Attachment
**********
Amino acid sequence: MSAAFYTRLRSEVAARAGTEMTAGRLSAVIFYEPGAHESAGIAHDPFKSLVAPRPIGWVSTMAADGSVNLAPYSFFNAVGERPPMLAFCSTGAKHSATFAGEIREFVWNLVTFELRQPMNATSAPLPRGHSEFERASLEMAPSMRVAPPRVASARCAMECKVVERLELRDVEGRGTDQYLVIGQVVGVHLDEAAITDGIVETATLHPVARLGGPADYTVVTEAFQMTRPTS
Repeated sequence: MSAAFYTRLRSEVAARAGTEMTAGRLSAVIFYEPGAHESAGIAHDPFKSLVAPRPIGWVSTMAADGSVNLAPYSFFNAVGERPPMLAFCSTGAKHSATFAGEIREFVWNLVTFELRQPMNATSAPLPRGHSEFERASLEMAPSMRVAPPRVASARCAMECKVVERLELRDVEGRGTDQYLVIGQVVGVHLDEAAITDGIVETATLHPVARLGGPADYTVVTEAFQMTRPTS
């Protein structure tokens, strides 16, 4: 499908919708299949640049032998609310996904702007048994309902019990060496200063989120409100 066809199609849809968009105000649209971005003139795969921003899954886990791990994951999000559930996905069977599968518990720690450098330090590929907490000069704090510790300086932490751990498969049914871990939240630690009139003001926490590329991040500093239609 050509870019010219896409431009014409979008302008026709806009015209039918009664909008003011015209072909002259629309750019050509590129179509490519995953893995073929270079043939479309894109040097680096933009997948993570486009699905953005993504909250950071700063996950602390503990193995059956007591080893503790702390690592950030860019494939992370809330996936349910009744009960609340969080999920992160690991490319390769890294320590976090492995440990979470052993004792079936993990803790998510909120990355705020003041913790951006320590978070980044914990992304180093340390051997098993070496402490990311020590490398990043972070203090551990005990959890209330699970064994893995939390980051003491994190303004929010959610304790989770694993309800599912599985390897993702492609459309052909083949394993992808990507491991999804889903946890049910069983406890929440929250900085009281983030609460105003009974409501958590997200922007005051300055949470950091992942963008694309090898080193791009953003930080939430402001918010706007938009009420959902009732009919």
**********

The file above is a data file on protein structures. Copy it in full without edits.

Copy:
Amino acid sequence: MSAAFYTRLRSEVAARAGTEMTAGRLSAVIFYEPGAHESAGIAHDPFKSLVAPRPIGWVSTMAADGSVNLAPYSFFNAVGERPPMLAFCSTGAKHSATFAGEIREFVWNLVTFELRQPMNATSAPLPRGHSEFERASLEMAPSMRVAPPRVASARCAMECKVVERLELRDVEGRGTDQYLVIGQVVGVHLDEAAITDGIVETATLHPVARLGGPADYTVVTEAFQMTRPTS
Repeated sequence: MSAAFYTRLRSEVAARAGTEMTAGRLSAVIFYEPGAHESAGIAHDPFKSLVAPRPIGWVSTMAADGSVNLAPYSFFNAVGERPPMLAFCSTGAKHSATFAGEIREFVWNLVTFELRQPMNATSAPLPRGHSEFERASLEMAPSMRVAPPRVASARCAMECKVVERLELRDVEGRGTDQYLVIGQVVGVHLDEAAITDGIVETATLHPVARLGGPADYTVVTEAFQMTRPTS
């Protein structure tokens, strides 16, 4: 499908919708299949640049032998609310996904702007048994309902019990060496200063989120409100 066809199609849809968009105000649209971005003139795969921003899954886990791990994951999000559930996905069977599968518990720690450098330090590929907490000069704090510790300086932490751990498969049914871990939240630690009139003001926490590329991040500093239609 050509870019010219896409431009014409979008302008026709806009015209039918009664909008003011015209072909002259629309750019050509590129179509490519995953893995073929270079043939479309894109040097680096933009997948993570486009699905953005993504909250950071700063996950602390503990193995059956007591080893503790702390690592950030860019494939992370809330996936349910009744009960609340969080999920992160690991490319390769890294320590976090492995440990979470052993004792079936993990803790998510909120990355705020003041913790951006320590978070980044914990992304180093340390051997098993070496402490990311020590490398990043972070203090551990005990959890209330699970064994893995939390980051003491994190303004929010959610304790989770694993309800599912599985390897993702492609459309052909083949394993992808990507491991999804889903946890049910069983406890929440929250900085009281983030609460105003009974409501958590997200922007005051300055949470950091992942963008694309090898080193791009953003930080939430402001918010706007938009009420959902009732009919």